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Title:Quantification of bond strength between cementitious materials and microbially-induced calcium carbonate precipitates
Author(s):Stynoski, Peter B
Director of Research:Mondal, Paramita
Doctoral Committee Chair(s):Mondal, Paramita
Doctoral Committee Member(s):Lange, David; Popovics, John; Marsh, Charles
Department / Program:Civil & Environmental Engineering
Discipline:Civil Engineering
Degree Granting Institution:University of Illinois at Urbana-Champaign
Degree:Ph.D.
Genre:Dissertation
Subject(s):microbially-induced calcium carbonate precipitation (MICP)
Two-Parameter Fracture Model (TPFM)
nanoscratch
healing efficiency
resonant frequency
cement mortar repair
Abstract:Researchers have recently demonstrated the capabilities of microbially-induced calcium carbonate precipitation to fill and seal cracks in cementitious materials. However, the mechanical strength of microbially-induced crack healing is seldom investigated, especially at the fundamental level. In an effort to aid future development of structural repairs using this technique, the research discussed herein examines the suitability of several test methods to quantify the mechanical bond between calcium carbonate bio-deposits and cementitious substrates. Tests are performed at laboratory- and nano-scale to study both realistic cracks and isolated interfaces created under ideal conditions. Resonant frequency and mechanical bending tests were performed on notched, damaged, and treated Portland cement mortar beams. Sporosarcina pasteurii in nutrient media was applied to cracked beams in two different environmental conditions. Several experimental control treatments lacking bacteria were applied to additional sets of beams. Furthermore, bio-deposits were grown on prepared surfaces of cement paste in order to analyze an isolated interface using nanoscratch tests. A low-viscosity epoxy repair system was studied alongside the bio-deposits at both scales to provide a benchmark for comparison. Due to the challenges encountered when analyzing nanoscratch test results for a porous, discretely crystalline coating, data analysis methods for nanoscratch experiments were first established using a simplified model system of calcium-silicate-hydrate corrosion products on soda-lime glass substrates. Over the course of a 28-day treatment period, mortar beams in nearly all treatment conditions recovered to 95-105% of their pre-cracked resonant frequency, though the rate of recovery varied. Beams healed autogenously through hydration of remaining cement, without addition of external water, recovered to only about 85% of their original resonant frequency. In mechanical testing, only the set of beams healed by epoxy was capable of recovering significant load-carrying capacity. Other treated beams exhibited marginal improvements in fracture toughness recovery, but again lagged far behind the epoxy-based repair used for comparison in this study. On the other hand, the stiffness recovery under nearly all treatment conditions was competitive with the epoxy investigated here. These results indicate that the bacteria-based treatment could produce a repair that is weak in tension on the laboratory scale, but that bridges cracks well enough to increase overall stiffness. Initial nanoscratch experiments studying the model system of corrosion products on glass were indeed capable of quantifying an empirically observed distinction in bond strengths. When isolating the interfacial mechanical bond on this smaller scale, we find that a bio-deposit coating on cement paste fails at similar critical loads as an epoxy coating. Therefore, while the beam tests on the laboratory scale indicate a weak bond, it is possible for nano-scale tests which better isolate the interface between bio-deposits and cementitious materials to measure a fundamental bond strength which approaches that of a conventional epoxy repair.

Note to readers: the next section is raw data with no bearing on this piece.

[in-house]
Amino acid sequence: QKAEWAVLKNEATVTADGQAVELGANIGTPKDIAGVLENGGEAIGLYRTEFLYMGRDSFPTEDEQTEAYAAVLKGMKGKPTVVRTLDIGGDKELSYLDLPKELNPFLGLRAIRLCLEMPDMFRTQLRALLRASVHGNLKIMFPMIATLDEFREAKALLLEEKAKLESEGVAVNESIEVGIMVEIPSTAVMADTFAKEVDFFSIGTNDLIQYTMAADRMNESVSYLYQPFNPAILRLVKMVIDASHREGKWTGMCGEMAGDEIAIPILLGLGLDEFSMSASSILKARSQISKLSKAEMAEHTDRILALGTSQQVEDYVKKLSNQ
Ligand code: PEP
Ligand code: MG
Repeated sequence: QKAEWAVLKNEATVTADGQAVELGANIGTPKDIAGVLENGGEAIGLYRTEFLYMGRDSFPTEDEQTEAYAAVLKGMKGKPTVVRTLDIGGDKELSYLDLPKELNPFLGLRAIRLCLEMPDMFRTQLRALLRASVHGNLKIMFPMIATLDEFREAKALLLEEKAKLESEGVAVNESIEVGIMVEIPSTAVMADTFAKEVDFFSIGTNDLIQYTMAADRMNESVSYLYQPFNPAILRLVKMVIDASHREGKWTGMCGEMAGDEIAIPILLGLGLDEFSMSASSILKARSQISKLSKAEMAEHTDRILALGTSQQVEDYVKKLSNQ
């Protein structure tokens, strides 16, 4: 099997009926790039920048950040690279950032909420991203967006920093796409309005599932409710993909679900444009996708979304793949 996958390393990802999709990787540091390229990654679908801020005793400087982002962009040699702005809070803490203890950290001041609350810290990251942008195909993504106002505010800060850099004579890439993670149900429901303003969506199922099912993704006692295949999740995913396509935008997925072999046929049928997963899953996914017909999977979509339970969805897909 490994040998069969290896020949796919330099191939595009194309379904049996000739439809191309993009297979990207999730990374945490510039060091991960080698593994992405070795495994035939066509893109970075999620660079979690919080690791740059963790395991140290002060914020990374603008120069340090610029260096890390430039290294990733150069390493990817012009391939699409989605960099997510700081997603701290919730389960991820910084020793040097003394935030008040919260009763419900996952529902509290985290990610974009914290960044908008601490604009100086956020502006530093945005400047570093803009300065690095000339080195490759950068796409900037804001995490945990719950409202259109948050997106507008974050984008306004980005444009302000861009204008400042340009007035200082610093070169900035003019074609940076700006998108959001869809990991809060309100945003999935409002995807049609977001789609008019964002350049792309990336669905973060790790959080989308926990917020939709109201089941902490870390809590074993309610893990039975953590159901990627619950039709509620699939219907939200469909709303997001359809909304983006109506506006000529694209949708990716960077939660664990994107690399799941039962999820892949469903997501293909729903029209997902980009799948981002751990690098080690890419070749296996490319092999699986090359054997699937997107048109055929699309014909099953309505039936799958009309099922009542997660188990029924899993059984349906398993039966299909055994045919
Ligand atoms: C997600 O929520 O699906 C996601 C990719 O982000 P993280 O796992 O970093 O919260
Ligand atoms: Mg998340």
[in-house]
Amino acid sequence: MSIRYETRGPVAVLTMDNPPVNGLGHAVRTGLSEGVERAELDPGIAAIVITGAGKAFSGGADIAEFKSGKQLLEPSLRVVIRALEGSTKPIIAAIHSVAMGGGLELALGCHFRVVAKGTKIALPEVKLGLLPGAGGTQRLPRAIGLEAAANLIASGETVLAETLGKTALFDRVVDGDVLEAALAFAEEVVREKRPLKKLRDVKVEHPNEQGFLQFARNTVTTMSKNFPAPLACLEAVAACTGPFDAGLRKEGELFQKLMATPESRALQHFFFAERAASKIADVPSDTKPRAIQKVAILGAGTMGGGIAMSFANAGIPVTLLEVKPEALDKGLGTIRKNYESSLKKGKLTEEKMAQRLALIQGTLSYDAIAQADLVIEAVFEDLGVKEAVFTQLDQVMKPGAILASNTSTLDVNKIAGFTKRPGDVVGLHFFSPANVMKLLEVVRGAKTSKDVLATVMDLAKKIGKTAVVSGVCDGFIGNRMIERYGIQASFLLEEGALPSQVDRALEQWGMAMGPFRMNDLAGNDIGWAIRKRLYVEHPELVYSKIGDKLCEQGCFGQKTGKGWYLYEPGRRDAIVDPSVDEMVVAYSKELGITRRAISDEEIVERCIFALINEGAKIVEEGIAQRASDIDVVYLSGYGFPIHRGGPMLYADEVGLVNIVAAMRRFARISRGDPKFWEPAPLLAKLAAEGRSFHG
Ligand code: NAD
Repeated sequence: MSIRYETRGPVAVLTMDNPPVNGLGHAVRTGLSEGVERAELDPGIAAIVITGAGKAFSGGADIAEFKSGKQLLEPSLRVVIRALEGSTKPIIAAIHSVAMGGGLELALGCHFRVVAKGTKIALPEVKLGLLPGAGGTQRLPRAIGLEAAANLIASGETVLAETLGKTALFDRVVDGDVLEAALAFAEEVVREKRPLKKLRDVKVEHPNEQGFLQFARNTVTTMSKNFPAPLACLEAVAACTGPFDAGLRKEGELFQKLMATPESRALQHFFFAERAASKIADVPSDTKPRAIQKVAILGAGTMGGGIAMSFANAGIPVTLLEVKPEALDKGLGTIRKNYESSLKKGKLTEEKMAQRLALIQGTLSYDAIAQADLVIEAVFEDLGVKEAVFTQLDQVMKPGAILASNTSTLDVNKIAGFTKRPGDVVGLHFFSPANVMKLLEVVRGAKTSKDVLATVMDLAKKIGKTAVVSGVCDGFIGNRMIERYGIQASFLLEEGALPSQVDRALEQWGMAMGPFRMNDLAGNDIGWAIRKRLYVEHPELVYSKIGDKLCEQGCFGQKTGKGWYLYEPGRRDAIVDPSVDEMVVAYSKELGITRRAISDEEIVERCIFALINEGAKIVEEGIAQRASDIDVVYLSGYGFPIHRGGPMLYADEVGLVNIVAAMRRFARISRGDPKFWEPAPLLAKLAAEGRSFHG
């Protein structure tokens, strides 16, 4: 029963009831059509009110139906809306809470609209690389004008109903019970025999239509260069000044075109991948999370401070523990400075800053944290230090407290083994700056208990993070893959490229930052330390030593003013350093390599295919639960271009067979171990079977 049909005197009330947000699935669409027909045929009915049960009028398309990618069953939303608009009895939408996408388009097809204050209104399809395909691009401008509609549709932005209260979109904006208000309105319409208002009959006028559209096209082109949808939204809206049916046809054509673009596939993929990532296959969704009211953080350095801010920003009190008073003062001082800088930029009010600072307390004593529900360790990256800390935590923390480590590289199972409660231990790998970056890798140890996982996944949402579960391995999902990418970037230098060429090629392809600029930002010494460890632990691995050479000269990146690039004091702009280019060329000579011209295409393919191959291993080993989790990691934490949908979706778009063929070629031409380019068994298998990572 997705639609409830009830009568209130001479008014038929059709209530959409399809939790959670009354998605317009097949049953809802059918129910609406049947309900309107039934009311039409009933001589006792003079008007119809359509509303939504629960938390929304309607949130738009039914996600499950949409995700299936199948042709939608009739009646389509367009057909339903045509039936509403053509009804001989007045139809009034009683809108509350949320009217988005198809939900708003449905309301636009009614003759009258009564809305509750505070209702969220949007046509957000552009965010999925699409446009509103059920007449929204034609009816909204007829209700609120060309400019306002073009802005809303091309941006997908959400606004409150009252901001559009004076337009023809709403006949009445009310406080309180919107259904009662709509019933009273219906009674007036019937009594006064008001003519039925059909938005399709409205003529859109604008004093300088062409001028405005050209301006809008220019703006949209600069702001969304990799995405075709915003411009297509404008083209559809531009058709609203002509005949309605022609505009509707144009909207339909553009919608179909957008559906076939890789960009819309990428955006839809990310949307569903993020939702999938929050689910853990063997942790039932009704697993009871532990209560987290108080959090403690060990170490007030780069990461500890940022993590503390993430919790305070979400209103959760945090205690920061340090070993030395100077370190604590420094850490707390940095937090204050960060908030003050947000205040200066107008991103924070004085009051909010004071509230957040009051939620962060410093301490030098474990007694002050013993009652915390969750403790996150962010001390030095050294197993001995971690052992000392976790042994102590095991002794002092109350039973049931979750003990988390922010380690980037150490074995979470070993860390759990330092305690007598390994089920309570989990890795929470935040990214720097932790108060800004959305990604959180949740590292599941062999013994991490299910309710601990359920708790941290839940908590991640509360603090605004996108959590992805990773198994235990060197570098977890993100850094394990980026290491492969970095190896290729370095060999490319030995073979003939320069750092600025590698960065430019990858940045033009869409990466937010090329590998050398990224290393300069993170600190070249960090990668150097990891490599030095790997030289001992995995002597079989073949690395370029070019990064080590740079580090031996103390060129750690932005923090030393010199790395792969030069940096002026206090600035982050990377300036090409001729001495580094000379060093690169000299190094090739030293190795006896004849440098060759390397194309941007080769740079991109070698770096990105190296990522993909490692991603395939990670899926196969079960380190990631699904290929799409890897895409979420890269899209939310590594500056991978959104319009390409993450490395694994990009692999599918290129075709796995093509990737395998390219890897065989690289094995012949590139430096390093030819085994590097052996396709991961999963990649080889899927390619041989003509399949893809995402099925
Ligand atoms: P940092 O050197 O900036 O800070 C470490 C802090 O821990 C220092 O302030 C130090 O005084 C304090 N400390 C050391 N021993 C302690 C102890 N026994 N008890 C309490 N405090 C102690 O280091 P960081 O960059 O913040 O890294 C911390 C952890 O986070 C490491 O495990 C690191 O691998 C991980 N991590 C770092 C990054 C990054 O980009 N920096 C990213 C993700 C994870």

Issue Date:2015-12-03
Type:Thesis
URI:http://hdl.handle.net/2142/89041
Rights Information:Copyright 2015 Peter B. Stynoski
Date Available in IDEALS:2016-03-02
Date Deposited:2015-12


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